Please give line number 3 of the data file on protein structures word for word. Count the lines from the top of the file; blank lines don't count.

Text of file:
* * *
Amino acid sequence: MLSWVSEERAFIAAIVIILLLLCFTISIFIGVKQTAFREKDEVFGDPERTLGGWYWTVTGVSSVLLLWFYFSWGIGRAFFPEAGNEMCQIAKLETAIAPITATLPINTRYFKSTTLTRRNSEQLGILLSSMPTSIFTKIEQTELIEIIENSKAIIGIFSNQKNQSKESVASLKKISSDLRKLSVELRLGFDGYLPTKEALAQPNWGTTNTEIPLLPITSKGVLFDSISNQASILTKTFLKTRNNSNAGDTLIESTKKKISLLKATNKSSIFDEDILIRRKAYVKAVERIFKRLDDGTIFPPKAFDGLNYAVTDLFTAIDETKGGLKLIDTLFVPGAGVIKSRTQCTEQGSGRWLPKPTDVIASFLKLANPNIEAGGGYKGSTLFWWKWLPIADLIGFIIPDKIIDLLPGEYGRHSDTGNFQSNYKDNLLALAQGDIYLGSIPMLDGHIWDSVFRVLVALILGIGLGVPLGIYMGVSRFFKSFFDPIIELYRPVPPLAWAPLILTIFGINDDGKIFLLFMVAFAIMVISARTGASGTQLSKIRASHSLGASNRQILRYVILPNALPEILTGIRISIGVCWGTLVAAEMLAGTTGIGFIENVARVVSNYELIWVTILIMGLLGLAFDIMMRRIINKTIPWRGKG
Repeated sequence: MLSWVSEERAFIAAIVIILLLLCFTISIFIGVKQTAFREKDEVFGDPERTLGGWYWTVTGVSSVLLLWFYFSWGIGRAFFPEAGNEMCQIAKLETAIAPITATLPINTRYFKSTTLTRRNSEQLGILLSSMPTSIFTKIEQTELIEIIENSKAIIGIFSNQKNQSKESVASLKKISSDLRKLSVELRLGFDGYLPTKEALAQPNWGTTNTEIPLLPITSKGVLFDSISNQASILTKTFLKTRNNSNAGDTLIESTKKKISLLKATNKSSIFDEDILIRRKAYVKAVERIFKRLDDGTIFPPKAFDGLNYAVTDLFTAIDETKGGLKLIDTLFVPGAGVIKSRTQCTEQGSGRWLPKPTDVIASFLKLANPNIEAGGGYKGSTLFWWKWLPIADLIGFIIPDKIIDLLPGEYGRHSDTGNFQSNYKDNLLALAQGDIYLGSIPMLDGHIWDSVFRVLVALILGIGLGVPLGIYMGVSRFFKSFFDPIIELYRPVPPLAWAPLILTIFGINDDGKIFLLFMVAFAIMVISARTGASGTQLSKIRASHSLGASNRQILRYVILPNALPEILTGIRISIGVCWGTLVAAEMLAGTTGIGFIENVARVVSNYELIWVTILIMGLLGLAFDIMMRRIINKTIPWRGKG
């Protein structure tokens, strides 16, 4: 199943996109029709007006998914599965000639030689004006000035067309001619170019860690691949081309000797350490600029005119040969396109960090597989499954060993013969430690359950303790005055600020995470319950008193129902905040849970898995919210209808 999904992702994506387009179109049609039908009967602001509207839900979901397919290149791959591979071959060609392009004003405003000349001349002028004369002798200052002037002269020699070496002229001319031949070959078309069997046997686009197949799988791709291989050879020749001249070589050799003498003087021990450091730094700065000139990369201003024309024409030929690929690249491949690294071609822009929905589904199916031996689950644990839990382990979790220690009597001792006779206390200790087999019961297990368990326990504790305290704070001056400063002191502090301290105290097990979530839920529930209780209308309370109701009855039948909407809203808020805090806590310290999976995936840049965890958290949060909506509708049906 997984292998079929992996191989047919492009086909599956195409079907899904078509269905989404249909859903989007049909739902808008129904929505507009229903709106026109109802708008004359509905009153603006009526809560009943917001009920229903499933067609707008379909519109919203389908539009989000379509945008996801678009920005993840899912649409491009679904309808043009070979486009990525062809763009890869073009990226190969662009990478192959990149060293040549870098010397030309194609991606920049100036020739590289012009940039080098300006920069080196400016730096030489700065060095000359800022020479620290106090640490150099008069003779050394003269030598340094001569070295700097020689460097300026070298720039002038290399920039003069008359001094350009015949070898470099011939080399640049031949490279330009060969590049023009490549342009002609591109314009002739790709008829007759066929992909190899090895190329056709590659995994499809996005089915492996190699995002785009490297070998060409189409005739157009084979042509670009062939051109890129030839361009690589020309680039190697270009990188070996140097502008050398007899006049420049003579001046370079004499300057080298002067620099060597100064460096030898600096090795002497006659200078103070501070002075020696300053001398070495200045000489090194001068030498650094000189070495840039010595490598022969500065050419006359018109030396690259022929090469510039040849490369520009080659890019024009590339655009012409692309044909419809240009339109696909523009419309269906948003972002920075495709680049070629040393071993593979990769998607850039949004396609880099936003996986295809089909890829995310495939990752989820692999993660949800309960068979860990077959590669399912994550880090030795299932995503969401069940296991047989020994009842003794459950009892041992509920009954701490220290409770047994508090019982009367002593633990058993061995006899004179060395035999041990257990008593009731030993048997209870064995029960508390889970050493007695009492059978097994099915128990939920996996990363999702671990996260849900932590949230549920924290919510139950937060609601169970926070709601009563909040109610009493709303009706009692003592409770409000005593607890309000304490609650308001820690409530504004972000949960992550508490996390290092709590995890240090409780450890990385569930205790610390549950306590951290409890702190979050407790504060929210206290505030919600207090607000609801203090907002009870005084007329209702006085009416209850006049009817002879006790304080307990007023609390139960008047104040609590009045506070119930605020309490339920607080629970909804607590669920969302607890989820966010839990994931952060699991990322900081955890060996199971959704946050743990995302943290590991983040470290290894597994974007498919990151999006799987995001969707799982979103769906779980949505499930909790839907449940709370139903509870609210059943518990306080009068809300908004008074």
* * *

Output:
């Protein structure tokens, strides 16, 4: 199943996109029709007006998914599965000639030689004006000035067309001619170019860690691949081309000797350490600029005119040969396109960090597989499954060993013969430690359950303790005055600020995470319950008193129902905040849970898995919210209808 999904992702994506387009179109049609039908009967602001509207839900979901397919290149791959591979071959060609392009004003405003000349001349002028004369002798200052002037002269020699070496002229001319031949070959078309069997046997686009197949799988791709291989050879020749001249070589050799003498003087021990450091730094700065000139990369201003024309024409030929690929690249491949690294071609822009929905589904199916031996689950644990839990382990979790220690009597001792006779206390200790087999019961297990368990326990504790305290704070001056400063002191502090301290105290097990979530839920529930209780209308309370109701009855039948909407809203808020805090806590310290999976995936840049965890958290949060909506509708049906 997984292998079929992996191989047919492009086909599956195409079907899904078509269905989404249909859903989007049909739902808008129904929505507009229903709106026109109802708008004359509905009153603006009526809560009943917001009920229903499933067609707008379909519109919203389908539009989000379509945008996801678009920005993840899912649409491009679904309808043009070979486009990525062809763009890869073009990226190969662009990478192959990149060293040549870098010397030309194609991606920049100036020739590289012009940039080098300006920069080196400016730096030489700065060095000359800022020479620290106090640490150099008069003779050394003269030598340094001569070295700097020689460097300026070298720039002038290399920039003069008359001094350009015949070898470099011939080399640049031949490279330009060969590049023009490549342009002609591109314009002739790709008829007759066929992909190899090895190329056709590659995994499809996005089915492996190699995002785009490297070998060409189409005739157009084979042509670009062939051109890129030839361009690589020309680039190697270009990188070996140097502008050398007899006049420049003579001046370079004499300057080298002067620099060597100064460096030898600096090795002497006659200078103070501070002075020696300053001398070495200045000489090194001068030498650094000189070495840039010595490598022969500065050419006359018109030396690259022929090469510039040849490369520009080659890019024009590339655009012409692309044909419809240009339109696909523009419309269906948003972002920075495709680049070629040393071993593979990769998607850039949004396609880099936003996986295809089909890829995310495939990752989820692999993660949800309960068979860990077959590669399912994550880090030795299932995503969401069940296991047989020994009842003794459950009892041992509920009954701490220290409770047994508090019982009367002593633990058993061995006899004179060395035999041990257990008593009731030993048997209870064995029960508390889970050493007695009492059978097994099915128990939920996996990363999702671990996260849900932590949230549920924290919510139950937060609601169970926070709601009563909040109610009493709303009706009692003592409770409000005593607890309000304490609650308001820690409530504004972000949960992550508490996390290092709590995890240090409780450890990385569930205790610390549950306590951290409890702190979050407790504060929210206290505030919600207090607000609801203090907002009870005084007329209702006085009416209850006049009817002879006790304080307990007023609390139960008047104040609590009045506070119930605020309490339920607080629970909804607590669920969302607890989820966010839990994931952060699991990322900081955890060996199971959704946050743990995302943290590991983040470290290894597994974007498919990151999006799987995001969707799982979103769906779980949505499930909790839907449940709370139903509870609210059943518990306080009068809300908004008074």